Do heavy braking or an emergency stop and the proportion of overall braking required from the friction will be much higher than under light braking. In an emergency stop (I think the Americans like to call it a panic stop) I'm not sure if the regenerative braking is used?

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You're quite right - on a car with a conventional engine and brakes. With the Prius you use the regen braking most of the time so the friction brakes don't get anywhere near as hot - IMHO. My experience so far shows no warped discs and I'm still on the original pads at 32k miles which for my job would be great on a manual car, yet alone an automatic.

I keep my car in Drive all the time, though will use Park if I know I'll be sat at the lights for some time. At first I was frightened that the Prius would be delicate, but the last year has shown it to be as hardy as any normal car - probably more so.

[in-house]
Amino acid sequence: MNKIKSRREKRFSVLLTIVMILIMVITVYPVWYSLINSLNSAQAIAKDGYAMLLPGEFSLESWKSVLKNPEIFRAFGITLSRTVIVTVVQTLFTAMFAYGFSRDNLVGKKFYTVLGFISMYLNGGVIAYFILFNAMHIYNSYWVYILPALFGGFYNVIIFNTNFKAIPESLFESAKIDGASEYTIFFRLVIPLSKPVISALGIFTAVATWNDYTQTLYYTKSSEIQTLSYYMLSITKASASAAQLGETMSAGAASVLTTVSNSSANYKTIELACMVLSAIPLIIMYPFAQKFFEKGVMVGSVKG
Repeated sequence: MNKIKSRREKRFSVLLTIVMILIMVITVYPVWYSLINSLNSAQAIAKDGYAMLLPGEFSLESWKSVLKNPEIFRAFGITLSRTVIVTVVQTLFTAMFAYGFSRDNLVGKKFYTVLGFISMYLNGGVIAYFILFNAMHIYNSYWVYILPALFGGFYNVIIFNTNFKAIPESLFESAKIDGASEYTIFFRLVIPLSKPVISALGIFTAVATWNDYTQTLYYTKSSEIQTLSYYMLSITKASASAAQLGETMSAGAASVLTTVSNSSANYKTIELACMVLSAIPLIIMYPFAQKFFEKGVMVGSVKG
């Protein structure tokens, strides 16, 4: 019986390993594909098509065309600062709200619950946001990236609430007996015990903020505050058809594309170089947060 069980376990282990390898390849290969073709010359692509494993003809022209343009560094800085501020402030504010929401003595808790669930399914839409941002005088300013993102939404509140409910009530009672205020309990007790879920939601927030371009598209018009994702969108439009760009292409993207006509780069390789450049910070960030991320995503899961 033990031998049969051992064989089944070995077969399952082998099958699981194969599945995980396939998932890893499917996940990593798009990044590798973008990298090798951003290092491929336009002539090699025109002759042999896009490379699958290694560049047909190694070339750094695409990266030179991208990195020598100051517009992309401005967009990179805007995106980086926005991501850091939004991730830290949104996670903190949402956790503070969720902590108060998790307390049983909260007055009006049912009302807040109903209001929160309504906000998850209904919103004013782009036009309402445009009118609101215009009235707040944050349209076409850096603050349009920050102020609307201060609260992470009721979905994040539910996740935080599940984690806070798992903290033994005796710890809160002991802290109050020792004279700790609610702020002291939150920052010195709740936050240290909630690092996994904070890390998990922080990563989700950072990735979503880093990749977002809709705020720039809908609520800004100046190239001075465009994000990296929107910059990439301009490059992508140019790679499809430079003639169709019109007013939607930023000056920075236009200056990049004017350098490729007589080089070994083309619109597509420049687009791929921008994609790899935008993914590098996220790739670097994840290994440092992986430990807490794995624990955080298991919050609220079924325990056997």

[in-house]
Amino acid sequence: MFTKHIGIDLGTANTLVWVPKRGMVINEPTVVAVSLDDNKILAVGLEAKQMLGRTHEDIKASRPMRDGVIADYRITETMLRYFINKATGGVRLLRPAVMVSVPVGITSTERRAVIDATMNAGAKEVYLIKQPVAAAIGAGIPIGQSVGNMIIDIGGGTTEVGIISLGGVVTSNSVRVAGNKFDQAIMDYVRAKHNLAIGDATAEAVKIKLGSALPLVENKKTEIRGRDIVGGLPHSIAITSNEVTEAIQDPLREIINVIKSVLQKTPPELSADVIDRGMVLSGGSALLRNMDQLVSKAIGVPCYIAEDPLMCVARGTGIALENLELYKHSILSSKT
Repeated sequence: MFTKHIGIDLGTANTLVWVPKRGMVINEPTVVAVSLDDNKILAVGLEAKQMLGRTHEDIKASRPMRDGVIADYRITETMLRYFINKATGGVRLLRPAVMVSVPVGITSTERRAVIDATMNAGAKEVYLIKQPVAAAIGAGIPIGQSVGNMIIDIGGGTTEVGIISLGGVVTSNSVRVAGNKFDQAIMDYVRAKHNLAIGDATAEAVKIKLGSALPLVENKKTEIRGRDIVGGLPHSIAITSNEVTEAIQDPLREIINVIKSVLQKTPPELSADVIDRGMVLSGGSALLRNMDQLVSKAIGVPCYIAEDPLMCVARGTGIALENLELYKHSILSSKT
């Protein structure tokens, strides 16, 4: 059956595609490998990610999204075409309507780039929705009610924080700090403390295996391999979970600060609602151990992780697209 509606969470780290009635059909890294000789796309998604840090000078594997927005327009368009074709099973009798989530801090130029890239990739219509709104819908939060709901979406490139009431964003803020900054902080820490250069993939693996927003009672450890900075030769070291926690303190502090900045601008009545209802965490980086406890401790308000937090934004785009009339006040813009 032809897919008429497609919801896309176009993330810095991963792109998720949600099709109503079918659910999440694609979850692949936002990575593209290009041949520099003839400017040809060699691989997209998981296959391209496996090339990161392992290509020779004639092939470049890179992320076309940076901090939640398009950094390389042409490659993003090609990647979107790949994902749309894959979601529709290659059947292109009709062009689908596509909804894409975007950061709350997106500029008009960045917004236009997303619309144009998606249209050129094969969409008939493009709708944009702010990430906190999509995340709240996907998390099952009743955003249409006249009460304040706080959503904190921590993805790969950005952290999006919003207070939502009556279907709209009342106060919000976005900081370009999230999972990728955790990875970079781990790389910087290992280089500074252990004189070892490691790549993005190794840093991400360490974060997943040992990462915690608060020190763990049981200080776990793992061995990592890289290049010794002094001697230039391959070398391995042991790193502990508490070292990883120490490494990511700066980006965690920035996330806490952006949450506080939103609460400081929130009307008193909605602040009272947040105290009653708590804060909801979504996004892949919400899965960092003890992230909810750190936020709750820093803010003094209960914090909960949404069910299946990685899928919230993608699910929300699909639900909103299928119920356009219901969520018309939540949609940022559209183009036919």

Do heavy braking or an emergency stop and the proportion of overall braking required from the friction will be much higher than under light braking. In an emergency stop (I think the Americans like to call it a panic stop) I'm not sure if the regenerative braking is used?

Posted a thread on PriusChat about a time when I had to do an emergency stop and the EBA thingy came on - now the car stopped in double quick time with hardly a chirp from the tyres. It almost felt like someone else was stomping on the brakes with me. Didn't check whether regen worked as I was concentrating on not hitting the car in front. :eek:

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My Honda Civics used to add in brake assist going down the hill on the A4 into Maidenhead and I wasn't trying to emergency stop. It was a weird feeling to have the brake pedal move away from your foot.

I've not experienced it yet in my Prius, does the Prius press the pedal further down when applying the brake assist or is it all electronic?